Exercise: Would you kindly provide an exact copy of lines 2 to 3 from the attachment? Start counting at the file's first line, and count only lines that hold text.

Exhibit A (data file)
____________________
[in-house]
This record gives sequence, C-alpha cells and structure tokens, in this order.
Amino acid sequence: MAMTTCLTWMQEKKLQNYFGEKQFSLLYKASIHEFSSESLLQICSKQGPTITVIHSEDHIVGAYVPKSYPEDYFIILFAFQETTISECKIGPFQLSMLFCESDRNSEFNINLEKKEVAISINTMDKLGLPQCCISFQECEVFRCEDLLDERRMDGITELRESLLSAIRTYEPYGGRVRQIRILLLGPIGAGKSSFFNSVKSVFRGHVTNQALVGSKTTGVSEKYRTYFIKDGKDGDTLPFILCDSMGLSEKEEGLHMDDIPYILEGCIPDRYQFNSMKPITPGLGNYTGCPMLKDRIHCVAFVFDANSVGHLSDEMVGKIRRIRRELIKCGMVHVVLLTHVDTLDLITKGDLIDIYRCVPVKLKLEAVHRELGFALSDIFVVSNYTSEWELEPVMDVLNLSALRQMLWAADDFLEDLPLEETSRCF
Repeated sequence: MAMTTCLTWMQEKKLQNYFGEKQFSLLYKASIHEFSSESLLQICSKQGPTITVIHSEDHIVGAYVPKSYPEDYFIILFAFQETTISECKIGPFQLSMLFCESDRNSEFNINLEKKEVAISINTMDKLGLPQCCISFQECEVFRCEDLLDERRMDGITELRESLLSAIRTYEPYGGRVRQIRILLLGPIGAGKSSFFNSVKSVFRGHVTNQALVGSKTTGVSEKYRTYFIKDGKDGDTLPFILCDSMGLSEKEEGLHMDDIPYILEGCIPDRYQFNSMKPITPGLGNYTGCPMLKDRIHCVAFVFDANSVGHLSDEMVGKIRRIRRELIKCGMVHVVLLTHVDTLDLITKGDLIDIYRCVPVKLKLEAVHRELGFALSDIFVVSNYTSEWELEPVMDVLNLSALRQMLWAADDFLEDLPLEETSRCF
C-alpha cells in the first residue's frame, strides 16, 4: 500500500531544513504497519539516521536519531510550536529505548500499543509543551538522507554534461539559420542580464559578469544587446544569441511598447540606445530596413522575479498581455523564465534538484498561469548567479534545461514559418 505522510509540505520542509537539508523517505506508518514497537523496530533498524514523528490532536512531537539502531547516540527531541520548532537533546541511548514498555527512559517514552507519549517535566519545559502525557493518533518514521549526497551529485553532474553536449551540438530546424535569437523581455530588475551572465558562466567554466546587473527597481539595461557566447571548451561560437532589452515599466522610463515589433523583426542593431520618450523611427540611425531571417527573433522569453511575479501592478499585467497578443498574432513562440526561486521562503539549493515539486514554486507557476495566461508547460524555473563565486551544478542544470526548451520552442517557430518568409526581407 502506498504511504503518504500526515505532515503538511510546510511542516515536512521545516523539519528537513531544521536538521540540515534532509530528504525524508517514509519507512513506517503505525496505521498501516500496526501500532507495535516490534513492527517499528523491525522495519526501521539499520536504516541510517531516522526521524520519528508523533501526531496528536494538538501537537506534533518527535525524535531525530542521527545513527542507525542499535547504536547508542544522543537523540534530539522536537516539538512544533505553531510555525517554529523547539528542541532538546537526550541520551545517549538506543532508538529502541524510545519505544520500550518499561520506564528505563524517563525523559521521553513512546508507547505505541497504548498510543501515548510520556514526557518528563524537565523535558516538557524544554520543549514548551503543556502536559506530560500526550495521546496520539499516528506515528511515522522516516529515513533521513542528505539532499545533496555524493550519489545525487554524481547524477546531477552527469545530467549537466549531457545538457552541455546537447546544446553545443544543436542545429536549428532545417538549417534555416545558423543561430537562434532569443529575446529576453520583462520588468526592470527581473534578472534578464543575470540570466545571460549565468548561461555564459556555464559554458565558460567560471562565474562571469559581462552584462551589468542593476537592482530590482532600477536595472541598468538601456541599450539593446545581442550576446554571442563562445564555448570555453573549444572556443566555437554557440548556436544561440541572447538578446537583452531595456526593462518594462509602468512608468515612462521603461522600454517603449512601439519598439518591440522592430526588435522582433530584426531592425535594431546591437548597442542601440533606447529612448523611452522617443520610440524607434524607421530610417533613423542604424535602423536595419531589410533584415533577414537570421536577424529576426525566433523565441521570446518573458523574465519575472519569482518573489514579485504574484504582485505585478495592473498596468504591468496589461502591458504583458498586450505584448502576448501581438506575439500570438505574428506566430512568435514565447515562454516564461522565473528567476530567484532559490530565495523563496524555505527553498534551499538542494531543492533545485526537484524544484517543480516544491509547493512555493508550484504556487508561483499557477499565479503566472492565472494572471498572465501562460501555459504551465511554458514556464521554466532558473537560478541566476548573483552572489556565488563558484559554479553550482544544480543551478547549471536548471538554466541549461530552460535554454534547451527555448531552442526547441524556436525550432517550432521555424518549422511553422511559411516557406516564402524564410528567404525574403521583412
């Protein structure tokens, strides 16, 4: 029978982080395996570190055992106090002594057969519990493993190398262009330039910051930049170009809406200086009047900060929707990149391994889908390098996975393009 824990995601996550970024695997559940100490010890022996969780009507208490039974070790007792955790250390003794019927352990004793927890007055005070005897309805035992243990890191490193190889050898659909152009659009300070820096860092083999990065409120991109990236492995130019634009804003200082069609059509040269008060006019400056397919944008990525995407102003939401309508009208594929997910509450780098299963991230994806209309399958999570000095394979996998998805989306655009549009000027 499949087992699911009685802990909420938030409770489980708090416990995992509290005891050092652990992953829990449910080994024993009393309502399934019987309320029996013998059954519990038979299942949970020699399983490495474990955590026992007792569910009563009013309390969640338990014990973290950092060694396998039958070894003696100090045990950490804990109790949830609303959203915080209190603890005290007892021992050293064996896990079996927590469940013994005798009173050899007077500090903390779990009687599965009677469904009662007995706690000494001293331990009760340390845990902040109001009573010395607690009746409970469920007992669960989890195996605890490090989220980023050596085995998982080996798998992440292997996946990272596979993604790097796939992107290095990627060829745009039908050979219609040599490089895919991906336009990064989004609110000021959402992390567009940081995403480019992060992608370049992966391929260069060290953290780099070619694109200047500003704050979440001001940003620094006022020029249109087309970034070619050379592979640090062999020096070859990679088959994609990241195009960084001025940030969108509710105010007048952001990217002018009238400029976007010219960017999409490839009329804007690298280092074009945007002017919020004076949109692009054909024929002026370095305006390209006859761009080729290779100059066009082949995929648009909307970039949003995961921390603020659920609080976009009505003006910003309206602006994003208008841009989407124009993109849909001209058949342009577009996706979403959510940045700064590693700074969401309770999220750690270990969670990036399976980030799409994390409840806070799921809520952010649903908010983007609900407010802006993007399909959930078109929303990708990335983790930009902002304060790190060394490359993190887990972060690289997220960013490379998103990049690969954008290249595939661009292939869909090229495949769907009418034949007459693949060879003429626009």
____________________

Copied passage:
This record gives sequence, C-alpha cells and structure tokens, in this order.
Amino acid sequence: MAMTTCLTWMQEKKLQNYFGEKQFSLLYKASIHEFSSESLLQICSKQGPTITVIHSEDHIVGAYVPKSYPEDYFIILFAFQETTISECKIGPFQLSMLFCESDRNSEFNINLEKKEVAISINTMDKLGLPQCCISFQECEVFRCEDLLDERRMDGITELRESLLSAIRTYEPYGGRVRQIRILLLGPIGAGKSSFFNSVKSVFRGHVTNQALVGSKTTGVSEKYRTYFIKDGKDGDTLPFILCDSMGLSEKEEGLHMDDIPYILEGCIPDRYQFNSMKPITPGLGNYTGCPMLKDRIHCVAFVFDANSVGHLSDEMVGKIRRIRRELIKCGMVHVVLLTHVDTLDLITKGDLIDIYRCVPVKLKLEAVHRELGFALSDIFVVSNYTSEWELEPVMDVLNLSALRQMLWAADDFLEDLPLEETSRCF